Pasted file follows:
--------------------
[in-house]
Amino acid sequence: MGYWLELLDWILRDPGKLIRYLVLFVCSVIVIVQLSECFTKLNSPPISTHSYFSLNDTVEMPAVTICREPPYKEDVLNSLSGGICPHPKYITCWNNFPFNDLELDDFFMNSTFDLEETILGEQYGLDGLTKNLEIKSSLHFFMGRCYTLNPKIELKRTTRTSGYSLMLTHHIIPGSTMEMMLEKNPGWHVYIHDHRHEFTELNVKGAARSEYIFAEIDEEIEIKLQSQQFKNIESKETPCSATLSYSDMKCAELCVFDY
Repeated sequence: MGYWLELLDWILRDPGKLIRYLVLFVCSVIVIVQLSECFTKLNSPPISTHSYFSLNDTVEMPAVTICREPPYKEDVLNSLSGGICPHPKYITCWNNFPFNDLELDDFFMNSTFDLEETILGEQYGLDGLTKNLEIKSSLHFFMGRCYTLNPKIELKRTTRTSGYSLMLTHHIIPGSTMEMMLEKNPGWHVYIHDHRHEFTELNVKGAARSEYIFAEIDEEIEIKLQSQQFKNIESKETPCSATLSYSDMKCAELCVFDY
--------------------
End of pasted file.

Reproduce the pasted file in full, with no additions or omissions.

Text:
[in-house]
Amino acid sequence: MGYWLELLDWILRDPGKLIRYLVLFVCSVIVIVQLSECFTKLNSPPISTHSYFSLNDTVEMPAVTICREPPYKEDVLNSLSGGICPHPKYITCWNNFPFNDLELDDFFMNSTFDLEETILGEQYGLDGLTKNLEIKSSLHFFMGRCYTLNPKIELKRTTRTSGYSLMLTHHIIPGSTMEMMLEKNPGWHVYIHDHRHEFTELNVKGAARSEYIFAEIDEEIEIKLQSQQFKNIESKETPCSATLSYSDMKCAELCVFDY
Repeated sequence: MGYWLELLDWILRDPGKLIRYLVLFVCSVIVIVQLSECFTKLNSPPISTHSYFSLNDTVEMPAVTICREPPYKEDVLNSLSGGICPHPKYITCWNNFPFNDLELDDFFMNSTFDLEETILGEQYGLDGLTKNLEIKSSLHFFMGRCYTLNPKIELKRTTRTSGYSLMLTHHIIPGSTMEMMLEKNPGWHVYIHDHRHEFTELNVKGAARSEYIFAEIDEEIEIKLQSQQFKNIESKETPCSATLSYSDMKCAELCVFDY